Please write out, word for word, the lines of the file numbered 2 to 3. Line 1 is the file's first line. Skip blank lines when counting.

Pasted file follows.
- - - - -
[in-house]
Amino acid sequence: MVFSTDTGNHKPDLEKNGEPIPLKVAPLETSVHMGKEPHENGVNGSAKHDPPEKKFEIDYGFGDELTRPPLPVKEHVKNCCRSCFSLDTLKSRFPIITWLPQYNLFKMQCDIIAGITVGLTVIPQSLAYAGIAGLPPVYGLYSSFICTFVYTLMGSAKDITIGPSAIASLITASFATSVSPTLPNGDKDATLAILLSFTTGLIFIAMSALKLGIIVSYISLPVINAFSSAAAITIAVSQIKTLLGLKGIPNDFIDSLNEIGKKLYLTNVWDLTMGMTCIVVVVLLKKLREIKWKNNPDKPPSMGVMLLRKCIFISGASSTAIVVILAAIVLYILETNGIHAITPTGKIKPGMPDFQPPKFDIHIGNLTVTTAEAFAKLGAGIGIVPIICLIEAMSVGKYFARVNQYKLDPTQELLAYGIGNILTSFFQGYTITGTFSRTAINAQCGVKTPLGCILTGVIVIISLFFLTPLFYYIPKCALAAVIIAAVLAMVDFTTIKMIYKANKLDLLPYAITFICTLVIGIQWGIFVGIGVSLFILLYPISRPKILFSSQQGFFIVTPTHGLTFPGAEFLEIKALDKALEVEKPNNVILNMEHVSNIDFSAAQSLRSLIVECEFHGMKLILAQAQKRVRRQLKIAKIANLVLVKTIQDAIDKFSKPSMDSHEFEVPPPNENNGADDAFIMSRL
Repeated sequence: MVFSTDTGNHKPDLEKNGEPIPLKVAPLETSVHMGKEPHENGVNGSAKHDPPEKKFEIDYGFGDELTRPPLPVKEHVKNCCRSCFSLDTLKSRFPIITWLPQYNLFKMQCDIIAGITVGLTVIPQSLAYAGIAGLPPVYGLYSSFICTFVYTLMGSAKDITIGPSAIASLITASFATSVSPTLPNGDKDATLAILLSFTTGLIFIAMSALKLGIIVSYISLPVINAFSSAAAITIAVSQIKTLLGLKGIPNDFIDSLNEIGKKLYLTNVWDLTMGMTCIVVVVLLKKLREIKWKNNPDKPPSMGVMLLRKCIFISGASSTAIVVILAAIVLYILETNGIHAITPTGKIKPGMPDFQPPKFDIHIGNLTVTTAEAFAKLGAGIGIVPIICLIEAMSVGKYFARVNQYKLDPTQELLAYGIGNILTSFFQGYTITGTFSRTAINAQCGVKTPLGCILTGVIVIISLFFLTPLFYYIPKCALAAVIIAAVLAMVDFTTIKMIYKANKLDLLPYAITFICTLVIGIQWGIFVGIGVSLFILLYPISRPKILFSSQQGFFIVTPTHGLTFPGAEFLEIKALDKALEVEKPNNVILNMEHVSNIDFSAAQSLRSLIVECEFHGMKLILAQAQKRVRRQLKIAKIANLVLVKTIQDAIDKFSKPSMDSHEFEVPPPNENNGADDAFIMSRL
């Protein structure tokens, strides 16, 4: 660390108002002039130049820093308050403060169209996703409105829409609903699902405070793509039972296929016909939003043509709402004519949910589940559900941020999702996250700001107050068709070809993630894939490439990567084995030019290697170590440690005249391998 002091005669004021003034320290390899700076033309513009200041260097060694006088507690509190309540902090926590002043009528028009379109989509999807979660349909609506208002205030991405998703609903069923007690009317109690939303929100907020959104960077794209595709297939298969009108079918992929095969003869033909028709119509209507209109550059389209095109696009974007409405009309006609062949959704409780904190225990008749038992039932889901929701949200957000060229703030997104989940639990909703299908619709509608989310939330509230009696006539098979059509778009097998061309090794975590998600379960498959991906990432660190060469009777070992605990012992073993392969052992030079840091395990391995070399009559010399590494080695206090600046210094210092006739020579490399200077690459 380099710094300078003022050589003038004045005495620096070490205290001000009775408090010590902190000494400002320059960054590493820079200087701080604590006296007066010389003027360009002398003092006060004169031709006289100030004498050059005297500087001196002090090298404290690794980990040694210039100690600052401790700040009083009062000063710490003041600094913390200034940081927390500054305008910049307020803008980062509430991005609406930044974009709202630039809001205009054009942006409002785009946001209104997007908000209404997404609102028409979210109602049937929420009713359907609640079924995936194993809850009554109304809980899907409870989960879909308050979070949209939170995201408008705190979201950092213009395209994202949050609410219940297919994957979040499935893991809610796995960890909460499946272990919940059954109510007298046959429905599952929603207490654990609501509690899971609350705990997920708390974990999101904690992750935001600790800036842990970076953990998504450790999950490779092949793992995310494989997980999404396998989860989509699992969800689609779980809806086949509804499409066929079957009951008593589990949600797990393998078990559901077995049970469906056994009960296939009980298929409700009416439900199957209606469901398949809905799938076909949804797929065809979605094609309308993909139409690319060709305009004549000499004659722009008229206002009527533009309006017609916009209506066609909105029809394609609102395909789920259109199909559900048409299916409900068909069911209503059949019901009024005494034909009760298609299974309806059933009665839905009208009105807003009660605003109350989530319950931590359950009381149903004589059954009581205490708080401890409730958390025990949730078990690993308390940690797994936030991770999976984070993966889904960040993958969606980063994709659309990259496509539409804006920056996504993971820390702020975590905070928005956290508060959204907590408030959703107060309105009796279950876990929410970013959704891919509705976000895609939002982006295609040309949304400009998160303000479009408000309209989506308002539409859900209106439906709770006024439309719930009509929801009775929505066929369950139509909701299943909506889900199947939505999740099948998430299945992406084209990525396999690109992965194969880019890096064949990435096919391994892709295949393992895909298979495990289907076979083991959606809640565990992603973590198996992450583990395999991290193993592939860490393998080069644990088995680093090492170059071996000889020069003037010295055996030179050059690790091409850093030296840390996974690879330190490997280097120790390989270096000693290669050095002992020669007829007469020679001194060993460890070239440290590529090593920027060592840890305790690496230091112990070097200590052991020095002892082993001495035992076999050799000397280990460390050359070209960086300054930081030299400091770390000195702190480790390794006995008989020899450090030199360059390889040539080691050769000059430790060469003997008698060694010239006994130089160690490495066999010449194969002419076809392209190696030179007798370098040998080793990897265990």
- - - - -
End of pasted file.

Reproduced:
Amino acid sequence: MVFSTDTGNHKPDLEKNGEPIPLKVAPLETSVHMGKEPHENGVNGSAKHDPPEKKFEIDYGFGDELTRPPLPVKEHVKNCCRSCFSLDTLKSRFPIITWLPQYNLFKMQCDIIAGITVGLTVIPQSLAYAGIAGLPPVYGLYSSFICTFVYTLMGSAKDITIGPSAIASLITASFATSVSPTLPNGDKDATLAILLSFTTGLIFIAMSALKLGIIVSYISLPVINAFSSAAAITIAVSQIKTLLGLKGIPNDFIDSLNEIGKKLYLTNVWDLTMGMTCIVVVVLLKKLREIKWKNNPDKPPSMGVMLLRKCIFISGASSTAIVVILAAIVLYILETNGIHAITPTGKIKPGMPDFQPPKFDIHIGNLTVTTAEAFAKLGAGIGIVPIICLIEAMSVGKYFARVNQYKLDPTQELLAYGIGNILTSFFQGYTITGTFSRTAINAQCGVKTPLGCILTGVIVIISLFFLTPLFYYIPKCALAAVIIAAVLAMVDFTTIKMIYKANKLDLLPYAITFICTLVIGIQWGIFVGIGVSLFILLYPISRPKILFSSQQGFFIVTPTHGLTFPGAEFLEIKALDKALEVEKPNNVILNMEHVSNIDFSAAQSLRSLIVECEFHGMKLILAQAQKRVRRQLKIAKIANLVLVKTIQDAIDKFSKPSMDSHEFEVPPPNENNGADDAFIMSRL
Repeated sequence: MVFSTDTGNHKPDLEKNGEPIPLKVAPLETSVHMGKEPHENGVNGSAKHDPPEKKFEIDYGFGDELTRPPLPVKEHVKNCCRSCFSLDTLKSRFPIITWLPQYNLFKMQCDIIAGITVGLTVIPQSLAYAGIAGLPPVYGLYSSFICTFVYTLMGSAKDITIGPSAIASLITASFATSVSPTLPNGDKDATLAILLSFTTGLIFIAMSALKLGIIVSYISLPVINAFSSAAAITIAVSQIKTLLGLKGIPNDFIDSLNEIGKKLYLTNVWDLTMGMTCIVVVVLLKKLREIKWKNNPDKPPSMGVMLLRKCIFISGASSTAIVVILAAIVLYILETNGIHAITPTGKIKPGMPDFQPPKFDIHIGNLTVTTAEAFAKLGAGIGIVPIICLIEAMSVGKYFARVNQYKLDPTQELLAYGIGNILTSFFQGYTITGTFSRTAINAQCGVKTPLGCILTGVIVIISLFFLTPLFYYIPKCALAAVIIAAVLAMVDFTTIKMIYKANKLDLLPYAITFICTLVIGIQWGIFVGIGVSLFILLYPISRPKILFSSQQGFFIVTPTHGLTFPGAEFLEIKALDKALEVEKPNNVILNMEHVSNIDFSAAQSLRSLIVECEFHGMKLILAQAQKRVRRQLKIAKIANLVLVKTIQDAIDKFSKPSMDSHEFEVPPPNENNGADDAFIMSRL